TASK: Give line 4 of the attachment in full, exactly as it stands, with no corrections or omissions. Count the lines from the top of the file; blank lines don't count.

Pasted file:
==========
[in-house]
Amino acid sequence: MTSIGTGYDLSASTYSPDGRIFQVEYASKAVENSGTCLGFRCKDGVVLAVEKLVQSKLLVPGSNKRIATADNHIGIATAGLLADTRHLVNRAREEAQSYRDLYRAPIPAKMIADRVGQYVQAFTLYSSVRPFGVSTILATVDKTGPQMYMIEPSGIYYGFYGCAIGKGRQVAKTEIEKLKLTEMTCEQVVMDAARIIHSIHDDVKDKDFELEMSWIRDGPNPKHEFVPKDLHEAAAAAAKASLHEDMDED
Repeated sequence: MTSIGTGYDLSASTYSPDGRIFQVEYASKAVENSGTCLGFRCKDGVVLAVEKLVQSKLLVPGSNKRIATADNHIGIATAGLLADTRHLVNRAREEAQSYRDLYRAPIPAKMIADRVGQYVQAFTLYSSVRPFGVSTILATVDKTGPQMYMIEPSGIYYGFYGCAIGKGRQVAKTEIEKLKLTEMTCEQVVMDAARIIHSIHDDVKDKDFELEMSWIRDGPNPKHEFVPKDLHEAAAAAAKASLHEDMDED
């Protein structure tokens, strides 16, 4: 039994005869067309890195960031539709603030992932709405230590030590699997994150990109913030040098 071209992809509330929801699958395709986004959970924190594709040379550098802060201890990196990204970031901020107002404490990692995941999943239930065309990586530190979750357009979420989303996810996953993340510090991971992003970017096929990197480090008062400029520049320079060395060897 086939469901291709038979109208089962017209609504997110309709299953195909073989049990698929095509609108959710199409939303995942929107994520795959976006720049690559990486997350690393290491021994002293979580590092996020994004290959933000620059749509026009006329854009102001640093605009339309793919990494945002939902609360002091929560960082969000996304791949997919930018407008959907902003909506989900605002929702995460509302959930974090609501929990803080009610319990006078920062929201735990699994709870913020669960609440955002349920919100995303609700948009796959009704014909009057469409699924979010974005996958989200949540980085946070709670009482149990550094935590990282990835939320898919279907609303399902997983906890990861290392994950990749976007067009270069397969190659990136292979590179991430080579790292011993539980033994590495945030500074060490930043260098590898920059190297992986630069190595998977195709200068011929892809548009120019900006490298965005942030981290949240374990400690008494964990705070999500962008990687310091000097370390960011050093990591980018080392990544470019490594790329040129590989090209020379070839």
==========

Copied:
């Protein structure tokens, strides 16, 4: 039994005869067309890195960031539709603030992932709405230590030590699997994150990109913030040098 071209992809509330929801699958395709986004959970924190594709040379550098802060201890990196990204970031901020107002404490990692995941999943239930065309990586530190979750357009979420989303996810996953993340510090991971992003970017096929990197480090008062400029520049320079060395060897 086939469901291709038979109208089962017209609504997110309709299953195909073989049990698929095509609108959710199409939303995942929107994520795959976006720049690559990486997350690393290491021994002293979580590092996020994004290959933000620059749509026009006329854009102001640093605009339309793919990494945002939902609360002091929560960082969000996304791949997919930018407008959907902003909506989900605002929702995460509302959930974090609501929990803080009610319990006078920062929201735990699994709870913020669960609440955002349920919100995303609700948009796959009704014909009057469409699924979010974005996958989200949540980085946070709670009482149990550094935590990282990835939320898919279907609303399902997983906890990861290392994950990749976007067009270069397969190659990136292979590179991430080579790292011993539980033994590495945030500074060490930043260098590898920059190297992986630069190595998977195709200068011929892809548009120019900006490298965005942030981290949240374990400690008494964990705070999500962008990687310091000097370390960011050093990591980018080392990544470019490594790329040129590989090209020379070839």